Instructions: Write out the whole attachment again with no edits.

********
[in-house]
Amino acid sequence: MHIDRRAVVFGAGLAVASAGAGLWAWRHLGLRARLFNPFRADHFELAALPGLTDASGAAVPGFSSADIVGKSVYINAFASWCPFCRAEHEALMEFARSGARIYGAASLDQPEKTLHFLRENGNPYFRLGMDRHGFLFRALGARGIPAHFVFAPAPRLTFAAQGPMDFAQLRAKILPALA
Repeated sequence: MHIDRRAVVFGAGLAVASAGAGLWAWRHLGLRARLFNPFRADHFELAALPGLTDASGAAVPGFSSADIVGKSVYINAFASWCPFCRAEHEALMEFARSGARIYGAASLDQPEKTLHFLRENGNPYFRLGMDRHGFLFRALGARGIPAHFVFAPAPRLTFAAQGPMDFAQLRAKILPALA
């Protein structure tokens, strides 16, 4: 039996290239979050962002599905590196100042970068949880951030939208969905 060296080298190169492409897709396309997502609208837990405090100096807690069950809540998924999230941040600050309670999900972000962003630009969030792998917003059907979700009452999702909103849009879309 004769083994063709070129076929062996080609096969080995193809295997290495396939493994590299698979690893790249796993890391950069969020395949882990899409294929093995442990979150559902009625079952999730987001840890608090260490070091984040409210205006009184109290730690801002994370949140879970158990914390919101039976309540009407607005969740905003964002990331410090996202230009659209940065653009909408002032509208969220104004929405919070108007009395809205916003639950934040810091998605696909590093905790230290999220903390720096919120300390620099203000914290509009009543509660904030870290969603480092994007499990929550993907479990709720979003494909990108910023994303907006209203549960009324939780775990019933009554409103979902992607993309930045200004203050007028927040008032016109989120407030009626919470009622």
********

[in-house]
Amino acid sequence: MHIDRRAVVFGAGLAVASAGAGLWAWRHLGLRARLFNPFRADHFELAALPGLTDASGAAVPGFSSADIVGKSVYINAFASWCPFCRAEHEALMEFARSGARIYGAASLDQPEKTLHFLRENGNPYFRLGMDRHGFLFRALGARGIPAHFVFAPAPRLTFAAQGPMDFAQLRAKILPALA
Repeated sequence: MHIDRRAVVFGAGLAVASAGAGLWAWRHLGLRARLFNPFRADHFELAALPGLTDASGAAVPGFSSADIVGKSVYINAFASWCPFCRAEHEALMEFARSGARIYGAASLDQPEKTLHFLRENGNPYFRLGMDRHGFLFRALGARGIPAHFVFAPAPRLTFAAQGPMDFAQLRAKILPALA
């Protein structure tokens, strides 16, 4: 039996290239979050962002599905590196100042970068949880951030939208969905 060296080298190169492409897709396309997502609208837990405090100096807690069950809540998924999230941040600050309670999900972000962003630009969030792998917003059907979700009452999702909103849009879309 004769083994063709070129076929062996080609096969080995193809295997290495396939493994590299698979690893790249796993890391950069969020395949882990899409294929093995442990979150559902009625079952999730987001840890608090260490070091984040409210205006009184109290730690801002994370949140879970158990914390919101039976309540009407607005969740905003964002990331410090996202230009659209940065653009909408002032509208969220104004929405919070108007009395809205916003639950934040810091998605696909590093905790230290999220903390720096919120300390620099203000914290509009009543509660904030870290969603480092994007499990929550993907479990709720979003494909990108910023994303907006209203549960009324939780775990019933009554409103979902992607993309930045200004203050007028927040008032016109989120407030009626919470009622």